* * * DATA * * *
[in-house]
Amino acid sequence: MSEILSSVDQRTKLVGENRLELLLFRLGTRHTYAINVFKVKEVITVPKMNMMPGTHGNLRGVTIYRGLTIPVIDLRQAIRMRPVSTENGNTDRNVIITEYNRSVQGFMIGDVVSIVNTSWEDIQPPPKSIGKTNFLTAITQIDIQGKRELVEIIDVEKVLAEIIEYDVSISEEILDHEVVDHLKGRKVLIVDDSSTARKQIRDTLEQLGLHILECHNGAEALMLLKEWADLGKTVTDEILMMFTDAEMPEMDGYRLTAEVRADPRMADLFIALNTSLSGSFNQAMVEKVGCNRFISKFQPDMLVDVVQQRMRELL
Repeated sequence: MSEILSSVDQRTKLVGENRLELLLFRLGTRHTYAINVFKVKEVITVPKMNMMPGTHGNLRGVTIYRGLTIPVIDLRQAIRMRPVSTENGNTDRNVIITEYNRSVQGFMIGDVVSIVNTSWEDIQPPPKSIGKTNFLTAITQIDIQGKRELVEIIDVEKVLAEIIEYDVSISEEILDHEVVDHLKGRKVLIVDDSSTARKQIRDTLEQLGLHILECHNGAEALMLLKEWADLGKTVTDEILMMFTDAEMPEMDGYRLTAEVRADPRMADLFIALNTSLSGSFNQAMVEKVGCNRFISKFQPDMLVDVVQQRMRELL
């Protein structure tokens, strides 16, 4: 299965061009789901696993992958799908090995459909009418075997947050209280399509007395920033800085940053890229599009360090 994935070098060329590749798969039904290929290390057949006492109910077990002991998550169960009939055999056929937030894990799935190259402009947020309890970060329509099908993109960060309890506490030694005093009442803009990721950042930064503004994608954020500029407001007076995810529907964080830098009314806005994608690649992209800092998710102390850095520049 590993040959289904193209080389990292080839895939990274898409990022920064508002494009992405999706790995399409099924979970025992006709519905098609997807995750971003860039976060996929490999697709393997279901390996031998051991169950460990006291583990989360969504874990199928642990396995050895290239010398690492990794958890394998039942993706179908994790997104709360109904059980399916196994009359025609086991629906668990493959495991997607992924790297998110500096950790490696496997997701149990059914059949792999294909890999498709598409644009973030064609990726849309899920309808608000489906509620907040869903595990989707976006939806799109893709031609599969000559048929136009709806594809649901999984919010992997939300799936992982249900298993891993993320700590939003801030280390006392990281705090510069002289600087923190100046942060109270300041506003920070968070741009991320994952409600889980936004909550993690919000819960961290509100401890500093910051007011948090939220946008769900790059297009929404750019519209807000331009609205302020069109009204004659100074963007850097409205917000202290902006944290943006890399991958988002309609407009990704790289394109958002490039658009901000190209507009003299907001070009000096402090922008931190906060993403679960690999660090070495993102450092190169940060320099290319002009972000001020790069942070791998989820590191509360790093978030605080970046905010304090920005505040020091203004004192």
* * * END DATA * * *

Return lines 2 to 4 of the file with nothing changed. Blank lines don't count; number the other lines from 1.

Amino acid sequence: MSEILSSVDQRTKLVGENRLELLLFRLGTRHTYAINVFKVKEVITVPKMNMMPGTHGNLRGVTIYRGLTIPVIDLRQAIRMRPVSTENGNTDRNVIITEYNRSVQGFMIGDVVSIVNTSWEDIQPPPKSIGKTNFLTAITQIDIQGKRELVEIIDVEKVLAEIIEYDVSISEEILDHEVVDHLKGRKVLIVDDSSTARKQIRDTLEQLGLHILECHNGAEALMLLKEWADLGKTVTDEILMMFTDAEMPEMDGYRLTAEVRADPRMADLFIALNTSLSGSFNQAMVEKVGCNRFISKFQPDMLVDVVQQRMRELL
Repeated sequence: MSEILSSVDQRTKLVGENRLELLLFRLGTRHTYAINVFKVKEVITVPKMNMMPGTHGNLRGVTIYRGLTIPVIDLRQAIRMRPVSTENGNTDRNVIITEYNRSVQGFMIGDVVSIVNTSWEDIQPPPKSIGKTNFLTAITQIDIQGKRELVEIIDVEKVLAEIIEYDVSISEEILDHEVVDHLKGRKVLIVDDSSTARKQIRDTLEQLGLHILECHNGAEALMLLKEWADLGKTVTDEILMMFTDAEMPEMDGYRLTAEVRADPRMADLFIALNTSLSGSFNQAMVEKVGCNRFISKFQPDMLVDVVQQRMRELL
């Protein structure tokens, strides 16, 4: 299965061009789901696993992958799908090995459909009418075997947050209280399509007395920033800085940053890229599009360090 994935070098060329590749798969039904290929290390057949006492109910077990002991998550169960009939055999056929937030894990799935190259402009947020309890970060329509099908993109960060309890506490030694005093009442803009990721950042930064503004994608954020500029407001007076995810529907964080830098009314806005994608690649992209800092998710102390850095520049 590993040959289904193209080389990292080839895939990274898409990022920064508002494009992405999706790995399409099924979970025992006709519905098609997807995750971003860039976060996929490999697709393997279901390996031998051991169950460990006291583990989360969504874990199928642990396995050895290239010398690492990794958890394998039942993706179908994790997104709360109904059980399916196994009359025609086991629906668990493959495991997607992924790297998110500096950790490696496997997701149990059914059949792999294909890999498709598409644009973030064609990726849309899920309808608000489906509620907040869903595990989707976006939806799109893709031609599969000559048929136009709806594809649901999984919010992997939300799936992982249900298993891993993320700590939003801030280390006392990281705090510069002289600087923190100046942060109270300041506003920070968070741009991320994952409600889980936004909550993690919000819960961290509100401890500093910051007011948090939220946008769900790059297009929404750019519209807000331009609205302020069109009204004659100074963007850097409205917000202290902006944290943006890399991958988002309609407009990704790289394109958002490039658009901000190209507009003299907001070009000096402090922008931190906060993403679960690999660090070495993102450092190169940060320099290319002009972000001020790069942070791998989820590191509360790093978030605080970046905010304090920005505040020091203004004192």